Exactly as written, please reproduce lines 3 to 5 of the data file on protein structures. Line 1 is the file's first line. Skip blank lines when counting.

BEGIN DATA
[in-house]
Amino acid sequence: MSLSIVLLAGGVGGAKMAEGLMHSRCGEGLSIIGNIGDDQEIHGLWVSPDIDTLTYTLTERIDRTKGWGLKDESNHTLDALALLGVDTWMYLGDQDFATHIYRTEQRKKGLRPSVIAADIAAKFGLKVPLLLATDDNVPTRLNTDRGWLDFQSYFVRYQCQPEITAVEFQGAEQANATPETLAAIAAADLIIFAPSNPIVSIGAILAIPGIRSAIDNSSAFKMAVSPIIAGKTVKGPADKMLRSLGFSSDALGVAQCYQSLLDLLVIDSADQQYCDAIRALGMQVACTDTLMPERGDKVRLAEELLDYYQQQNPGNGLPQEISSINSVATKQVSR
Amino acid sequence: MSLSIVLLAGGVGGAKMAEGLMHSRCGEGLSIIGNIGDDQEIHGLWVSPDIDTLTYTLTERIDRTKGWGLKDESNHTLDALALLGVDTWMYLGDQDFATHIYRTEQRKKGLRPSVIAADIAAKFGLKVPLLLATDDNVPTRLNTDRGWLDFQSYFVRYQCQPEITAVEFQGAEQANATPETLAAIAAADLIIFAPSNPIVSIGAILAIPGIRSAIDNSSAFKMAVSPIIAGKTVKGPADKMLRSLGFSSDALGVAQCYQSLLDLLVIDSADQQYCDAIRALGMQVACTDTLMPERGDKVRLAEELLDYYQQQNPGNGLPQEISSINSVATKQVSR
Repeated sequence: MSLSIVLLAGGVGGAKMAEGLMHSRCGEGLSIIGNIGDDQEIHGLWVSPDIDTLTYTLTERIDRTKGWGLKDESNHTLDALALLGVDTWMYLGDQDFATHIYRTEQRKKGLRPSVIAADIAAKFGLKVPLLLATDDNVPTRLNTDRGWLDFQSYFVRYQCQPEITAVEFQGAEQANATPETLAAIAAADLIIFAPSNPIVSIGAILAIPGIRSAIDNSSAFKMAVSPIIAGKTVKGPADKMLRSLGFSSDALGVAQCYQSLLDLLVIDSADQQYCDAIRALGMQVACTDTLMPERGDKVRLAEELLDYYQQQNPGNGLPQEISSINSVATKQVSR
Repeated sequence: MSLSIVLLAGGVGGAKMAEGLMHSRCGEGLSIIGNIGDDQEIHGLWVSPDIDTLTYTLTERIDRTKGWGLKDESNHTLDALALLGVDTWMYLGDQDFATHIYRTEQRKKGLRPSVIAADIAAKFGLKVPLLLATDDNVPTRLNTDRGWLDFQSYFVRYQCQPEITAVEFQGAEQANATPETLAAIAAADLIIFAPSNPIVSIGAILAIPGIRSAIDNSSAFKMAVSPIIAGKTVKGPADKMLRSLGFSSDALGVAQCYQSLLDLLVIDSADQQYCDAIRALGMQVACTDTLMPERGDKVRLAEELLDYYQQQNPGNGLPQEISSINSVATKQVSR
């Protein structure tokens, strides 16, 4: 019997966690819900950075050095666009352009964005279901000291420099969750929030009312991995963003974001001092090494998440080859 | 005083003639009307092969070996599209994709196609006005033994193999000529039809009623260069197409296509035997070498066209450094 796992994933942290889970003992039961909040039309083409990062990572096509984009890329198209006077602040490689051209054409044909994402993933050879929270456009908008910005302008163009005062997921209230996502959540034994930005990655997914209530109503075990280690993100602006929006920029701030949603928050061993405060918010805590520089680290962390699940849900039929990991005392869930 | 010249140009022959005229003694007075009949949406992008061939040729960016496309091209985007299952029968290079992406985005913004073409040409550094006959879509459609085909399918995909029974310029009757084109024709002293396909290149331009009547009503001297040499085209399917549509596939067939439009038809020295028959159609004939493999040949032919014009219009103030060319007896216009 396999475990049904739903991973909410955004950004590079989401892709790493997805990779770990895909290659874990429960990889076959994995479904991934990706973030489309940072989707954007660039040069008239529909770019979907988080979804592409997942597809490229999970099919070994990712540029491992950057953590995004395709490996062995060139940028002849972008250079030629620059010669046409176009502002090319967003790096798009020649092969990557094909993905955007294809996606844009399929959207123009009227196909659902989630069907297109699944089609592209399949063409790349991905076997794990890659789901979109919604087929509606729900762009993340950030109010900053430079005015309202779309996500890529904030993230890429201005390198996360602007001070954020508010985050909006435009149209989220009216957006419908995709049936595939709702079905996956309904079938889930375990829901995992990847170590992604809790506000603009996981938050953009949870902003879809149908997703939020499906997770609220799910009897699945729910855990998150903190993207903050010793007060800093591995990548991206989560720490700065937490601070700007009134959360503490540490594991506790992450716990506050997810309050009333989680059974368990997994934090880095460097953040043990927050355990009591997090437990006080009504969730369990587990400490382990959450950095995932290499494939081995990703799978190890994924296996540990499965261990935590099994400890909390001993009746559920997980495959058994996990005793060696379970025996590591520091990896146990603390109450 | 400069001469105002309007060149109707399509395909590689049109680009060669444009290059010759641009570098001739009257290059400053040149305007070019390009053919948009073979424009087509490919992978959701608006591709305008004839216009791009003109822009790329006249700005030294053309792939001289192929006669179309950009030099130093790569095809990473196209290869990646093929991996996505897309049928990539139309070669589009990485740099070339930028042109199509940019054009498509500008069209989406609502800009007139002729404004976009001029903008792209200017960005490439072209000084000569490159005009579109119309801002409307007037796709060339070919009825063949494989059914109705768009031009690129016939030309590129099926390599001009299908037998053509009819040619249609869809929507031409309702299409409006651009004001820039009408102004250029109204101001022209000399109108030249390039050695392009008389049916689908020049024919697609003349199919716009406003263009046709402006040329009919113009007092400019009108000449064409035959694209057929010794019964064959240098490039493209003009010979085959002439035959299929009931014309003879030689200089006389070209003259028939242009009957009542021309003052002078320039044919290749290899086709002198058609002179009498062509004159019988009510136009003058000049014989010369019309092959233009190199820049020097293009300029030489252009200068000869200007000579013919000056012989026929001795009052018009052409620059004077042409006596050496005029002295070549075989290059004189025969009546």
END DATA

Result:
Amino acid sequence: MSLSIVLLAGGVGGAKMAEGLMHSRCGEGLSIIGNIGDDQEIHGLWVSPDIDTLTYTLTERIDRTKGWGLKDESNHTLDALALLGVDTWMYLGDQDFATHIYRTEQRKKGLRPSVIAADIAAKFGLKVPLLLATDDNVPTRLNTDRGWLDFQSYFVRYQCQPEITAVEFQGAEQANATPETLAAIAAADLIIFAPSNPIVSIGAILAIPGIRSAIDNSSAFKMAVSPIIAGKTVKGPADKMLRSLGFSSDALGVAQCYQSLLDLLVIDSADQQYCDAIRALGMQVACTDTLMPERGDKVRLAEELLDYYQQQNPGNGLPQEISSINSVATKQVSR
Repeated sequence: MSLSIVLLAGGVGGAKMAEGLMHSRCGEGLSIIGNIGDDQEIHGLWVSPDIDTLTYTLTERIDRTKGWGLKDESNHTLDALALLGVDTWMYLGDQDFATHIYRTEQRKKGLRPSVIAADIAAKFGLKVPLLLATDDNVPTRLNTDRGWLDFQSYFVRYQCQPEITAVEFQGAEQANATPETLAAIAAADLIIFAPSNPIVSIGAILAIPGIRSAIDNSSAFKMAVSPIIAGKTVKGPADKMLRSLGFSSDALGVAQCYQSLLDLLVIDSADQQYCDAIRALGMQVACTDTLMPERGDKVRLAEELLDYYQQQNPGNGLPQEISSINSVATKQVSR
Repeated sequence: MSLSIVLLAGGVGGAKMAEGLMHSRCGEGLSIIGNIGDDQEIHGLWVSPDIDTLTYTLTERIDRTKGWGLKDESNHTLDALALLGVDTWMYLGDQDFATHIYRTEQRKKGLRPSVIAADIAAKFGLKVPLLLATDDNVPTRLNTDRGWLDFQSYFVRYQCQPEITAVEFQGAEQANATPETLAAIAAADLIIFAPSNPIVSIGAILAIPGIRSAIDNSSAFKMAVSPIIAGKTVKGPADKMLRSLGFSSDALGVAQCYQSLLDLLVIDSADQQYCDAIRALGMQVACTDTLMPERGDKVRLAEELLDYYQQQNPGNGLPQEISSINSVATKQVSR